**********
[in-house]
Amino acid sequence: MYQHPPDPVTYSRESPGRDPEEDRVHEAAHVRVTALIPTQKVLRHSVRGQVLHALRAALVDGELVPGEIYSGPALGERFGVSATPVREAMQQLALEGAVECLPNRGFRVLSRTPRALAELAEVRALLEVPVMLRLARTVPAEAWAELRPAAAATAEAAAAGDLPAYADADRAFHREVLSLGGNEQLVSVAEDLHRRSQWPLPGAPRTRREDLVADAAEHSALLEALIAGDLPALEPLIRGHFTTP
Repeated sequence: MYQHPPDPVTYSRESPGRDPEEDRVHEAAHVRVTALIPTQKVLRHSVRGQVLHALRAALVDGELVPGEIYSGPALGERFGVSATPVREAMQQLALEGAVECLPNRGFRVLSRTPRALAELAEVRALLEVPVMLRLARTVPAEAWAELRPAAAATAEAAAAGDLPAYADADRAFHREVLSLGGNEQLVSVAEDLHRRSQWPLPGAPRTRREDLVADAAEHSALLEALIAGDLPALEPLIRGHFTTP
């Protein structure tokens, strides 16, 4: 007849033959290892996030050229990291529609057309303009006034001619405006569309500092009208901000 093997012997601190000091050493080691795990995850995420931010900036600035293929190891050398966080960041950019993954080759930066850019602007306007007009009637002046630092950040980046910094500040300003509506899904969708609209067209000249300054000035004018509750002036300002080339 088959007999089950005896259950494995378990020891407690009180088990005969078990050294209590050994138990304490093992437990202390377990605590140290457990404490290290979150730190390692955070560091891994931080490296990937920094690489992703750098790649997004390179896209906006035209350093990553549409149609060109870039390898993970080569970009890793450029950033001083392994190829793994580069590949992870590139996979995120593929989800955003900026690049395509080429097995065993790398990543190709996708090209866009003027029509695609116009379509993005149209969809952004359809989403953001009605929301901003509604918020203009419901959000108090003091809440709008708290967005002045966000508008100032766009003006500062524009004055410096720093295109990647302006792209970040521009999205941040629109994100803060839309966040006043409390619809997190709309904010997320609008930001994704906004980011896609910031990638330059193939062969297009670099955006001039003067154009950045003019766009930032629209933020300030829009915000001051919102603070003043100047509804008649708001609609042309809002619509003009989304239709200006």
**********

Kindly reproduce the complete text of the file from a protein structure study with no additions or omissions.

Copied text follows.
[in-house]
Amino acid sequence: MYQHPPDPVTYSRESPGRDPEEDRVHEAAHVRVTALIPTQKVLRHSVRGQVLHALRAALVDGELVPGEIYSGPALGERFGVSATPVREAMQQLALEGAVECLPNRGFRVLSRTPRALAELAEVRALLEVPVMLRLARTVPAEAWAELRPAAAATAEAAAAGDLPAYADADRAFHREVLSLGGNEQLVSVAEDLHRRSQWPLPGAPRTRREDLVADAAEHSALLEALIAGDLPALEPLIRGHFTTP
Repeated sequence: MYQHPPDPVTYSRESPGRDPEEDRVHEAAHVRVTALIPTQKVLRHSVRGQVLHALRAALVDGELVPGEIYSGPALGERFGVSATPVREAMQQLALEGAVECLPNRGFRVLSRTPRALAELAEVRALLEVPVMLRLARTVPAEAWAELRPAAAATAEAAAAGDLPAYADADRAFHREVLSLGGNEQLVSVAEDLHRRSQWPLPGAPRTRREDLVADAAEHSALLEALIAGDLPALEPLIRGHFTTP
């Protein structure tokens, strides 16, 4: 007849033959290892996030050229990291529609057309303009006034001619405006569309500092009208901000 093997012997601190000091050493080691795990995850995420931010900036600035293929190891050398966080960041950019993954080759930066850019602007306007007009009637002046630092950040980046910094500040300003509506899904969708609209067209000249300054000035004018509750002036300002080339 088959007999089950005896259950494995378990020891407690009180088990005969078990050294209590050994138990304490093992437990202390377990605590140290457990404490290290979150730190390692955070560091891994931080490296990937920094690489992703750098790649997004390179896209906006035209350093990553549409149609060109870039390898993970080569970009890793450029950033001083392994190829793994580069590949992870590139996979995120593929989800955003900026690049395509080429097995065993790398990543190709996708090209866009003027029509695609116009379509993005149209969809952004359809989403953001009605929301901003509604918020203009419901959000108090003091809440709008708290967005002045966000508008100032766009003006500062524009004055410096720093295109990647302006792209970040521009999205941040629109994100803060839309966040006043409390619809997190709309904010997320609008930001994704906004980011896609910031990638330059193939062969297009670099955006001039003067154009950045003019766009930032629209933020300030829009915000001051919102603070003043100047509804008649708001609609042309809002619509003009989304239709200006």